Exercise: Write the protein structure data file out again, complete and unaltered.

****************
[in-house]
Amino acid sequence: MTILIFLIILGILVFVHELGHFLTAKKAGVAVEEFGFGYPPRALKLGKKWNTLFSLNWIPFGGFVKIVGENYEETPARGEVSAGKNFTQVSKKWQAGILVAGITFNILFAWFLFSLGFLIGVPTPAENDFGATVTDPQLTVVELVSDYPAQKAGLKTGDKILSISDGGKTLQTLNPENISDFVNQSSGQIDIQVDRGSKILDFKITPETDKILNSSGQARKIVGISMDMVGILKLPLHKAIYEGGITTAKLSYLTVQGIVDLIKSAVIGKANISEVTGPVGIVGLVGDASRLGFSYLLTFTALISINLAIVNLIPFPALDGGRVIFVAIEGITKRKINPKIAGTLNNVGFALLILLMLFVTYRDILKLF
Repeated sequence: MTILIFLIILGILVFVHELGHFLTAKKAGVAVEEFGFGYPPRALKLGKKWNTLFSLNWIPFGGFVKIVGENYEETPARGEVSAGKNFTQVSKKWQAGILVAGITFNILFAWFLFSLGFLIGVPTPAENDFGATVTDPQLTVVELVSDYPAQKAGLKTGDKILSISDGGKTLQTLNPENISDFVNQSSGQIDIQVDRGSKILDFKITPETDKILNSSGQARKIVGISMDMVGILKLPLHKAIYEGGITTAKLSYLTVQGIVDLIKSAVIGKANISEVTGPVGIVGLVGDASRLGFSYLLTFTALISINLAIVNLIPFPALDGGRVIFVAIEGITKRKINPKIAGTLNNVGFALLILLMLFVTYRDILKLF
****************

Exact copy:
[in-house]
Amino acid sequence: MTILIFLIILGILVFVHELGHFLTAKKAGVAVEEFGFGYPPRALKLGKKWNTLFSLNWIPFGGFVKIVGENYEETPARGEVSAGKNFTQVSKKWQAGILVAGITFNILFAWFLFSLGFLIGVPTPAENDFGATVTDPQLTVVELVSDYPAQKAGLKTGDKILSISDGGKTLQTLNPENISDFVNQSSGQIDIQVDRGSKILDFKITPETDKILNSSGQARKIVGISMDMVGILKLPLHKAIYEGGITTAKLSYLTVQGIVDLIKSAVIGKANISEVTGPVGIVGLVGDASRLGFSYLLTFTALISINLAIVNLIPFPALDGGRVIFVAIEGITKRKINPKIAGTLNNVGFALLILLMLFVTYRDILKLF
Repeated sequence: MTILIFLIILGILVFVHELGHFLTAKKAGVAVEEFGFGYPPRALKLGKKWNTLFSLNWIPFGGFVKIVGENYEETPARGEVSAGKNFTQVSKKWQAGILVAGITFNILFAWFLFSLGFLIGVPTPAENDFGATVTDPQLTVVELVSDYPAQKAGLKTGDKILSISDGGKTLQTLNPENISDFVNQSSGQIDIQVDRGSKILDFKITPETDKILNSSGQARKIVGISMDMVGILKLPLHKAIYEGGITTAKLSYLTVQGIVDLIKSAVIGKANISEVTGPVGIVGLVGDASRLGFSYLLTFTALISINLAIVNLIPFPALDGGRVIFVAIEGITKRKINPKIAGTLNNVGFALLILLMLFVTYRDILKLF